Development and Application of Watershed Regressions for Pesticides (WARP) for Estimating Atrazine Concentration Distributions in Streams

By Steven J. Larson, Charles G. Crawford and Robert J. Gilliom



Water–Resources Investigations Report 03-4047

Sacramento, California 2004
Prepared in cooperation with the
U.S. Environmental Protection Agency

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     Regression models were developed for predicting atrazine concentration distributions in rivers and streams, using the Watershed Regressions for Pesticides (WARP) methodology. Separate regression equations were derived for each of nine percentiles of the annual distribution of atrazine concentrations and for the annual time-weighted mean atrazine concentration. In addition, seasonal models were developed for two specific periods of the year--the high season, when the highest atrazine concentrations are expected in streams, and the low season, when concentrations are expected to be low or undetectable. Various nationally available watershed parameters were used as explanatory variables, including atrazine use intensity, soil characteristics, hydrologic parameters, climate and weather variables, land use, and agricultural management practices. Concentration data from 112 river and stream stations sampled as part of the U.S. Geological Survey's National Water-Quality Assessment and National Stream Quality Accounting Network Programs were used for computing the concentration percentiles and mean concentrations used as the response variables in regression models. Tobit regression methods, using maximum likelihood estimation, were used for developing the models because some of the concentration values used for the response variables were censored (reported as less than a detection threshold). Data from 26 stations not used for model development were used for model validation.

     The annual models accounted for 62 to 77 percent of the variability in concentrations among the 112 model development stations. Atrazine use intensity (the amount of atrazine used in the watershed divided by watershed area) was the most important explanatory variable in all models, but additional watershed parameters significantly increased the amount of variability explained by the models. Predicted concentrations from all 10 models were within a factor of 10 of the observed concentrations at most model development and model validation stations. Results for the two sets of seasonal models were similar. Concentration distributions derived from the seasonal-model predictions provided additional information compared to distributions derived from the annual models.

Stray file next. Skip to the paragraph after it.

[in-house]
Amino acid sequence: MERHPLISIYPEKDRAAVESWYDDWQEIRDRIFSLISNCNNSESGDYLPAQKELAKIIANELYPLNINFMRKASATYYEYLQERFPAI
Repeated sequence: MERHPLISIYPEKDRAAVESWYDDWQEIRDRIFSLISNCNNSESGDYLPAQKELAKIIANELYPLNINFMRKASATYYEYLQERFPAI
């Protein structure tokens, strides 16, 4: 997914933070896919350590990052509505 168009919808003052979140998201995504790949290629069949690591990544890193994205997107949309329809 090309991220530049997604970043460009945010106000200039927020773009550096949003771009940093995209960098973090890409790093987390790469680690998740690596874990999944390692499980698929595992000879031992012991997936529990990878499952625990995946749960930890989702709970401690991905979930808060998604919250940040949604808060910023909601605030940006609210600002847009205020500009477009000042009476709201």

Purpose and Scope



Atrazine Data Used for Model Development

Sample Collection and Analysis Methods

Sampling Station Selection

Atrazine Data Used for Model Validation

Watershed Characteristics Used as Explanatory Variables

Estimation of Atrazine Use

Other Watershed Characteristics

Statistical Analysis

Calculation of Annual Percentile and Mean Concentrations

Transformation of Response and Explanatory Variables

Selection of Explanatory Variables

Analysis of Model Fit

Estimation of Confidence and Prediction Intervals

Atrazine Models

Analysis of Significant Explanatory Variables

Relation Between Predicted Concentrations and Atrazine Use Intensity

Model Performance

Model Development Stations

Model Validation Stations

Uncertainty in Model Predictions

Prediction of Annual Concentration Distributions

Model Development Stations

Model Validation Stations

Year-to-Year Variability

Seasonal Atrazine Models

Model Limitations

Summary and Conclusions

References Cited

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Water Resources of California

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